[ETA: my use of nasty language and equating fat, bald and other physical traits with grossness was intended as a facetious mockery of the hateful language and thinking employed by people like Rush Limbaugh.]

  7. sbg says

    Since I can’t resist taking a shot, any shot, no matter how cheap, at this one (8 YEARS? That thing’s been on for 8 years?!) : because someone at ABC sold their soul. The same way that Arli$$ somehow ran for 7 seasons. (Sandra Oh and Michael Boatman are awesome, but nobody’s awesome enough to justify that.)

    I watched in horrified fascination the other week when Jim managed to blame his idiotic, boorish behavior solely on his wife. “If you hadn’t left, I wouldn’t have done this…”

    Jesus on a pogo stick, whyyyyyyy is that show still on the air?????

  8. sbg says

    Look Im a greasy schlub and neveeeer has a hot babe approched me within so much as a barge poles distance………..Reality real sux dont it :rolleyes:

    And yet it happens on TV all the time, whereas socially unpretty women are usually just subject to ridicule.

  9. sbg says

    Now think Rush Limbaugh proudly referring to himself as Jabba the Hutt. Being fat and ugly is sometimes Mr. Honky’s way of reminding everyone else “I’m hot even when I’m not. You’re nothing unless you’re hot, no matter what else you are.” At least in some cases, I would argue it is an act of hostile aggression, not an inadvertent beauty standard.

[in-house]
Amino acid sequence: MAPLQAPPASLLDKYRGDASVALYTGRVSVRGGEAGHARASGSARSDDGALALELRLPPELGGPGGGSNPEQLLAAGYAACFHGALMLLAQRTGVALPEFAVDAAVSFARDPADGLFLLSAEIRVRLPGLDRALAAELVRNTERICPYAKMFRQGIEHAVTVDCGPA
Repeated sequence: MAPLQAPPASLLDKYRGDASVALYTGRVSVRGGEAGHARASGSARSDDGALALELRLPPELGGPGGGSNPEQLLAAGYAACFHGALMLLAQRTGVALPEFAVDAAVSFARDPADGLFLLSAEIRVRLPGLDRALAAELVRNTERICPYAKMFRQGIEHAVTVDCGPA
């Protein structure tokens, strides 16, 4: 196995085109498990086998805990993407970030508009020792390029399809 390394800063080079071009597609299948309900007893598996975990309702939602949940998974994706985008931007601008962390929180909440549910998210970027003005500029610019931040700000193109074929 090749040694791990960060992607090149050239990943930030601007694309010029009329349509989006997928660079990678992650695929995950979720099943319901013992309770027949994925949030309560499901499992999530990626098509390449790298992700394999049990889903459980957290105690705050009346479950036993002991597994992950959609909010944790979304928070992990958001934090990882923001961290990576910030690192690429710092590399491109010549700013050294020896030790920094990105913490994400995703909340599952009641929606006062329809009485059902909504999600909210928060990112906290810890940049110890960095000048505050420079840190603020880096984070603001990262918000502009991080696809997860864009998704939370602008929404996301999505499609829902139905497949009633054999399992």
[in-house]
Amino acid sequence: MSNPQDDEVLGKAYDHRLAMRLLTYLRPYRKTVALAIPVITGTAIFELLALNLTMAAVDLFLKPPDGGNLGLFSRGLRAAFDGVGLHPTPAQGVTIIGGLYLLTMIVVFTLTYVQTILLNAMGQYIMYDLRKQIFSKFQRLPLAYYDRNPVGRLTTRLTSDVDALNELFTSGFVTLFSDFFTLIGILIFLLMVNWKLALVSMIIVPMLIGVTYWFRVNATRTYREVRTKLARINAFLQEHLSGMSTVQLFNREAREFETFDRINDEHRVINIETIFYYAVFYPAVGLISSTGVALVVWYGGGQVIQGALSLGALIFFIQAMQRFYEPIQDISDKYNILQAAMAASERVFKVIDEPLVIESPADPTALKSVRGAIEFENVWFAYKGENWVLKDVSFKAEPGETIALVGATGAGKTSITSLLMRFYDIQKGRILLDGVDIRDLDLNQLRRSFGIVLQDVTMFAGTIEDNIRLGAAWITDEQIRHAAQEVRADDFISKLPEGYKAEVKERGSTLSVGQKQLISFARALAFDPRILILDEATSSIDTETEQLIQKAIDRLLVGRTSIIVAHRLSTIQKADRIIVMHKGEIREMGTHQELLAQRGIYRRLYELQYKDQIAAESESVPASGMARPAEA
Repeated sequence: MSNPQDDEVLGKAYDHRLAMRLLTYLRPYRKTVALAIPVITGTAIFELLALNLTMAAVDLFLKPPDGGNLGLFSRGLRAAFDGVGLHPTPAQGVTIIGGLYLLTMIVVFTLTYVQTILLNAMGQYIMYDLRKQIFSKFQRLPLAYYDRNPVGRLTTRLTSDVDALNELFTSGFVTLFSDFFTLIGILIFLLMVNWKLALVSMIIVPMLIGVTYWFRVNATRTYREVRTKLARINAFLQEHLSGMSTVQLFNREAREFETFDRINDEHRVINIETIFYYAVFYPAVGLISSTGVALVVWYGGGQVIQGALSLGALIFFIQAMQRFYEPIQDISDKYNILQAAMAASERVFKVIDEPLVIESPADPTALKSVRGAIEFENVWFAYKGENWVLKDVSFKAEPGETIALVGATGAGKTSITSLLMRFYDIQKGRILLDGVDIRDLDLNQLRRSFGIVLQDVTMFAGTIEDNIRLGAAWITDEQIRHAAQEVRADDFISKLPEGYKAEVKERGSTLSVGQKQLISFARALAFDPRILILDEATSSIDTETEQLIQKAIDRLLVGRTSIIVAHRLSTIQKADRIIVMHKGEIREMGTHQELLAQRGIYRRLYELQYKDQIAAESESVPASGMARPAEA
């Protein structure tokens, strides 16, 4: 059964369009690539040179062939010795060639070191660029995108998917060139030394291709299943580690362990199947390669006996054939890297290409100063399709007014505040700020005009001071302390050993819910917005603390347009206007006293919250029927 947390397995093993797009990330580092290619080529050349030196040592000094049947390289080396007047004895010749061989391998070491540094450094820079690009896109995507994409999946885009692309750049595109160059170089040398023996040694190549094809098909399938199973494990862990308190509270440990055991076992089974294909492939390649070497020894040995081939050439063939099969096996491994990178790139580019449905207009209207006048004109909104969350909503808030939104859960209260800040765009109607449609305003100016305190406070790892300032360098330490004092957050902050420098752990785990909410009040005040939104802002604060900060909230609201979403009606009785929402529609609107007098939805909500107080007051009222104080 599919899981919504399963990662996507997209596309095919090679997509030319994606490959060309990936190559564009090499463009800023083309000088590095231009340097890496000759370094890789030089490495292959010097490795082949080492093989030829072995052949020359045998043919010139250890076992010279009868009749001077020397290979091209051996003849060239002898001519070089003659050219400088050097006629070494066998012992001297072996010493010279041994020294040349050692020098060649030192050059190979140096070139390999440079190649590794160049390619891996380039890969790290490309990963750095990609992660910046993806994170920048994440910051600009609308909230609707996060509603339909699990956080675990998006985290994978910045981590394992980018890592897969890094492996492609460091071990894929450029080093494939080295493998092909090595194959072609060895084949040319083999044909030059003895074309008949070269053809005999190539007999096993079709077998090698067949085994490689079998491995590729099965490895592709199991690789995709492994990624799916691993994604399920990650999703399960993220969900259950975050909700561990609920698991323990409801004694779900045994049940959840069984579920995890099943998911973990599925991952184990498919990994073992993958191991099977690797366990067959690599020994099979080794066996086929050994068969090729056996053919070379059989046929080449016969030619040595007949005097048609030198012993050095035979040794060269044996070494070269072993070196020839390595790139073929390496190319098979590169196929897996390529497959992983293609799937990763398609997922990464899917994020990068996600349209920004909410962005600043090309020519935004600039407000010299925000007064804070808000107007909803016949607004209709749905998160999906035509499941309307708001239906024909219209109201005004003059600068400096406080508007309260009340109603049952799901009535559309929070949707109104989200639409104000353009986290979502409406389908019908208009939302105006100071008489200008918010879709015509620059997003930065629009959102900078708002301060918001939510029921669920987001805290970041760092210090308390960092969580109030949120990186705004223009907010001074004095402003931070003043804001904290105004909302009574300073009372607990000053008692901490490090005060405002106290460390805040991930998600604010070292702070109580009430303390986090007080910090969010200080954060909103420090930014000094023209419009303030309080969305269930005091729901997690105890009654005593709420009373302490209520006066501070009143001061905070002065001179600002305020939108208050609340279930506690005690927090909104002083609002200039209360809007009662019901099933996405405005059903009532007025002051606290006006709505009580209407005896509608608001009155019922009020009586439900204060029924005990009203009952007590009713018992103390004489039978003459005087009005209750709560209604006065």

Oh, yes, I can’t disagree with this. The “be pretty for me, or you’re useless/invisible” message is definitely hostile and dehumanizing.

    *shudders* Rush Limbaugh. He’d be an ugly person even if he were the most good-looking man on the planet.

  10. DragonLadyK says

    Look at movies and television for the gold standard: There are lots of stories about The Underestimated Guy Who Gets The Girl by proving there’s more to him than his physical appearance [...] This offer is emphatically not valid for women.

    This, right there, is why I wanted Sam/Daniel for SG-1 instead of Sam/Jack. Daniel totally rocked Sam’s geeky ways, listening attentively to her excited explanations and asking auxilliary questions, while Jack kept telling her to shut up and go fishing because her work wasn’t “fun” (the Hell physics isn’t fun). Daniel was also her age, not her boss, and an utter babe.

    But no, Sam the genius hottie had to pine after the “excentric” “old coot” who treated her badly. *fumes*

    My point is that this commercial is the tip of the proverbial iceberg — this attitude is everywhere.